So, it’s Monday and the weekly shop has just arrived. Tonight’s meal, as suggested by Mrs G, is ‘something like lamb burgers’. There is some lamb mince in the freezer, so this seems like a good opportunity to not only make ‘something like lamb burgers’, but actual lamb burgers. I would absolutely rock at the Masterchef invention test.

The signs were not auspicious. My microwave has what it describes as a defrost setting. This is unlike any other defrost programme known to mankind in that it actually has two settings. The first setting appears to involve 10 minutes of the frozen block of food rotating away without any discernible change in its temperature. The second setting, which it flicks into without touching the controls at all, results in the food going straight past defrosted and into totally cooked in about 2 minutes flat. There must be a point in there at which defrosting is complete but cooking has not yet commenced, but blink and you’ll miss it. And tonight I blinked.

So my lamb burgers started life as a pretty well cooked block of lamb. What I discovered though is that this didn’t seem to matter too much, although I wouldn’t recommend it.

The lamb burger recipe I selected was this one from BBC Good Food. My eyes were drawn immediately to mango chutney on the ingredients list. Mango chutney in, not ON, a burger? This I had to try.

The accompaniment was sweet potato chips. I had a job lot of yams left over from my sweet potato and ginger mash meal last week and I’d caught a glimpse of an enticing looking recipe via Twitter a few days back.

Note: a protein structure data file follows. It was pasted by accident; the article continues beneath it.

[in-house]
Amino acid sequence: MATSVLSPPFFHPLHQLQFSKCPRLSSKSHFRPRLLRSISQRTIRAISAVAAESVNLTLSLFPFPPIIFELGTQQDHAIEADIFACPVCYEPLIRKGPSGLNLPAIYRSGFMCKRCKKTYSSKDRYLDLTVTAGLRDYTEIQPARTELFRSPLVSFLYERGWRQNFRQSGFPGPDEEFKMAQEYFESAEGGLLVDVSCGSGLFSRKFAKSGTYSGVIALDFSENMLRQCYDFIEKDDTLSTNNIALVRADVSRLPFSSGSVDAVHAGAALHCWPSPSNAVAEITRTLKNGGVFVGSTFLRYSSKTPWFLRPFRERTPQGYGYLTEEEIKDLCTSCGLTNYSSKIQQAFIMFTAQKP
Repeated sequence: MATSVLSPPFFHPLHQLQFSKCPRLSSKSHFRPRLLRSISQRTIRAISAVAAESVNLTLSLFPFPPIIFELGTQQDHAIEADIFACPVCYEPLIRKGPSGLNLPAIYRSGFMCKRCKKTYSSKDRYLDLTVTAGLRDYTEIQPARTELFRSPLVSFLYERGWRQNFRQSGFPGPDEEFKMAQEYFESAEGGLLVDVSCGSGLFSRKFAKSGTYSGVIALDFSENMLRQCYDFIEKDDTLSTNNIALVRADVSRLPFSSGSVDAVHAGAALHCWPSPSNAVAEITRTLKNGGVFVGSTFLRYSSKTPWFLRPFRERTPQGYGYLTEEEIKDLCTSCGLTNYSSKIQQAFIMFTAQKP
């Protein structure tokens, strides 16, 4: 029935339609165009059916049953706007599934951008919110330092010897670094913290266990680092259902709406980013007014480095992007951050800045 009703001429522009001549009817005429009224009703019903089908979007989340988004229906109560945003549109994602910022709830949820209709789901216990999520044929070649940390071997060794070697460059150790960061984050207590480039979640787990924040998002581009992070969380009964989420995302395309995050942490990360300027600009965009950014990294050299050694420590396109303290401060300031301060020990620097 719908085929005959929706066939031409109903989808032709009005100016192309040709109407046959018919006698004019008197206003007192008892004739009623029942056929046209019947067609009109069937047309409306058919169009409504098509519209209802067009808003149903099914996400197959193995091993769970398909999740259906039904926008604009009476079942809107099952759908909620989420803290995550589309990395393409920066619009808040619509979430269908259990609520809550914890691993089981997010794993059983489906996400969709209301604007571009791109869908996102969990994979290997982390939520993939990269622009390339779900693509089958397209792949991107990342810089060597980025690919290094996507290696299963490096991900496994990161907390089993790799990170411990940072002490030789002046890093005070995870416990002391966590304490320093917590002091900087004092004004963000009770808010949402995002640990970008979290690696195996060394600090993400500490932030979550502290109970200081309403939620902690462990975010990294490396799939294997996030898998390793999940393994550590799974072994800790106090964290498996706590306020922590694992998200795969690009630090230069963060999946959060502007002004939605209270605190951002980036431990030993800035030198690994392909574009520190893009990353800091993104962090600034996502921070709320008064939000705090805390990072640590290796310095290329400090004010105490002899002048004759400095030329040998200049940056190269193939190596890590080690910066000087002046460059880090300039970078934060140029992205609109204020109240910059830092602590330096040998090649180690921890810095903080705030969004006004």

Unfortunately I couldn’t find said recipe, so I hunted around and settled on this one instead.

Making the burgers was simple. I stuck fairly rigidly to the recipe at half quantities – I was limited by the amount of mince available. Forgetting to make the accompanying dipping sauce until it was a little late to take much care I threw together some yoghurt, cucumber, tomatoes, ground coriander and lime.

The sweet potatoes suffered from having to start their cook at a lower temperature than strictly necessary and never actually crisped up, but they showed good signs of getting there.

The end result was delicious. The mango chutney made the burgers slightly sweet which was wonderfully reminiscent of a fruity middle-eastern tagine. This was complimented by the sweet potato chips which, although not crispy, were pretty good and well worth the upgrade from potatoes.

This was a great lamb burger recipe and in my mind, so much better than the more obvious lamb and mint combination that seems ubiquitous.

Oh, and the pre-cooked mince seemed to have no impact on the end result. I wouldn’t recommend it, but next time I won’t need to panic.